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I'm Looking For Vet Recommendations

905 Views 3 Replies 3 Participants Last post by  Terry Thomas
My dog Sammy will be 10 in May. Back in September my Vet (In whom I am loosing confidence) did a blood workup prior to some intended dental work. We got back an abnormal Renal Profile and have done a few more since the. X-rays following the first profile only show one kidney. Sammy's outward health, attitude, appetite, etc.. remain excellent.
Renal Profile 9/27/2006 BUN - 32 Creatinine - 1.9 Urinalysis SG 1.014
Renal Profile 10/25/2006 BUN - 29 Creatinine - 1.7
Renal Profile 11/29/2006 BUN - 29 Creatinine - 1.7
Renal Profile 3/21/2007 BUN - 43 Creatinine - Creatinine 2.0 Urinalysis SG 1.013

We never took a blood workup on Sammy prior to September of 06. Most of Sammy life he has eaten Eukanuba Lamb & Rice. About 8 months ago we switched to Timberline Elk & Salmon. Current plan is to switch back to Eukanuba Lamb & Rice and do another blood workup in one month. We've also been discussing putting him on a renal diet which is hard to come by especially when traveling, is expensive and seems really low in protein. A home prepared diet is pretty much out of the question. Should we be doing other diagnostic work? How serious are these numbers?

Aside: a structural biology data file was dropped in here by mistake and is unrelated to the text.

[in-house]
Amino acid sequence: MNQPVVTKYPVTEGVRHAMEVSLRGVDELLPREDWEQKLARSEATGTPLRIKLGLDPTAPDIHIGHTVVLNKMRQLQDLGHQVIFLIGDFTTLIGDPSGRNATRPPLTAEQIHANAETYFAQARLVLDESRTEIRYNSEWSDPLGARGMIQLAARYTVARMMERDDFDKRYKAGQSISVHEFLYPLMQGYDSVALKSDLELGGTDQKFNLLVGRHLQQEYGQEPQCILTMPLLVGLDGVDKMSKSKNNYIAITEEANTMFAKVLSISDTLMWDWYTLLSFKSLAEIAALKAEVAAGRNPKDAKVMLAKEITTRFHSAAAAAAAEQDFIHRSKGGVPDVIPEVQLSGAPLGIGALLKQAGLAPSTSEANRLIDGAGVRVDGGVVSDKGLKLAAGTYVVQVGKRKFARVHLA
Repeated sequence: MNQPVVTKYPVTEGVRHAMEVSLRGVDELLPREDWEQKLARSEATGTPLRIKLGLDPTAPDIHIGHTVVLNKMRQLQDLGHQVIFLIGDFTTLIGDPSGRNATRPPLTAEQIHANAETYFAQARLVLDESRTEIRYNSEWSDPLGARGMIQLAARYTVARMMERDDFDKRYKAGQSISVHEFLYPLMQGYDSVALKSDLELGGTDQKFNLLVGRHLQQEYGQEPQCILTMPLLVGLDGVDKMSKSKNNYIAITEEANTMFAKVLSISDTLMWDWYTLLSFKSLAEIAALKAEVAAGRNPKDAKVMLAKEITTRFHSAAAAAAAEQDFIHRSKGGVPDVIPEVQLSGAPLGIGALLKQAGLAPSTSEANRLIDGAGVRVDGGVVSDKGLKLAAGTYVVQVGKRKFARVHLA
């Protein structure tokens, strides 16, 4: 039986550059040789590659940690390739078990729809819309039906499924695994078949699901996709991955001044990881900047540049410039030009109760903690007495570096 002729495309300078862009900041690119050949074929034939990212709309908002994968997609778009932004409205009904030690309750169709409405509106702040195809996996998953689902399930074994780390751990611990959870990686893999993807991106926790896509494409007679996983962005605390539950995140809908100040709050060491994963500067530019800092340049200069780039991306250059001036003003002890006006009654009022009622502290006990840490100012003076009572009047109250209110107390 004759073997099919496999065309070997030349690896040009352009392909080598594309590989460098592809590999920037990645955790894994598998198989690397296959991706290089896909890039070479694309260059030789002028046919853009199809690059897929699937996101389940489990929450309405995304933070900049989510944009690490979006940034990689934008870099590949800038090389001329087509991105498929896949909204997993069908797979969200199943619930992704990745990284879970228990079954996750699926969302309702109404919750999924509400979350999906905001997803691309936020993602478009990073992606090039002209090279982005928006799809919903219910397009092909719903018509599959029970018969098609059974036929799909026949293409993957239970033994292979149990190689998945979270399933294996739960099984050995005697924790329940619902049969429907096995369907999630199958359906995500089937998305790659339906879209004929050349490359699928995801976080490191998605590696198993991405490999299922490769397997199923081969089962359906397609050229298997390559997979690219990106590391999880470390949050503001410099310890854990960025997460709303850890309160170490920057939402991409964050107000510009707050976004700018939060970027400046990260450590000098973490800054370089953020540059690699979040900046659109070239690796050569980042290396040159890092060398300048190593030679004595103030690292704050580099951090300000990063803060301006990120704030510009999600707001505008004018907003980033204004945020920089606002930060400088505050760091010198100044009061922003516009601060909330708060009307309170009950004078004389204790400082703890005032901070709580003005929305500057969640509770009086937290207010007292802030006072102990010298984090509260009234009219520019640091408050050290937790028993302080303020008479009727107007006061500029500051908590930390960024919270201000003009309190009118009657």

Thanks for any input.
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As Nancy said. what are the phos levels? The urine SG shows a lack of concentration and that is usually the first thing to go in renal disease. However some dogs drink enough to create dilute urine. I was concerned about a pup I had once urinating a ton and drinking a lot. So I tested her and kept her with me at work without water and in 12 hours her urine was significantly concentrated. Telling me she was fine, just a big drinker.

The final BUN you reported 43 is likely a significant elevation. But a lot depends on the phos levels. Renal diets are lower in protein but have adequate protein for most biological needs. Excess protein becomes BUN, so less excess protein means less BUN that needs to be excreted. But renal diets do not slow progress of the disease. Controlling phos levels and many other items (ie calicitrol, blood pressure, excessive loss of protein in the urine) in chronic renal insufficiency can slow the progress of the disease. Most renal diets are also decreased in Phos level and enhanced in Potassium which renal animals tend to waste.

Of course other problems needs to be ruled out but my comments are based on renal disease. Talk to your vet about the topics I mentioned and if you are not comfortable ask for a referral to a internal medicine specialist.
Best of luck
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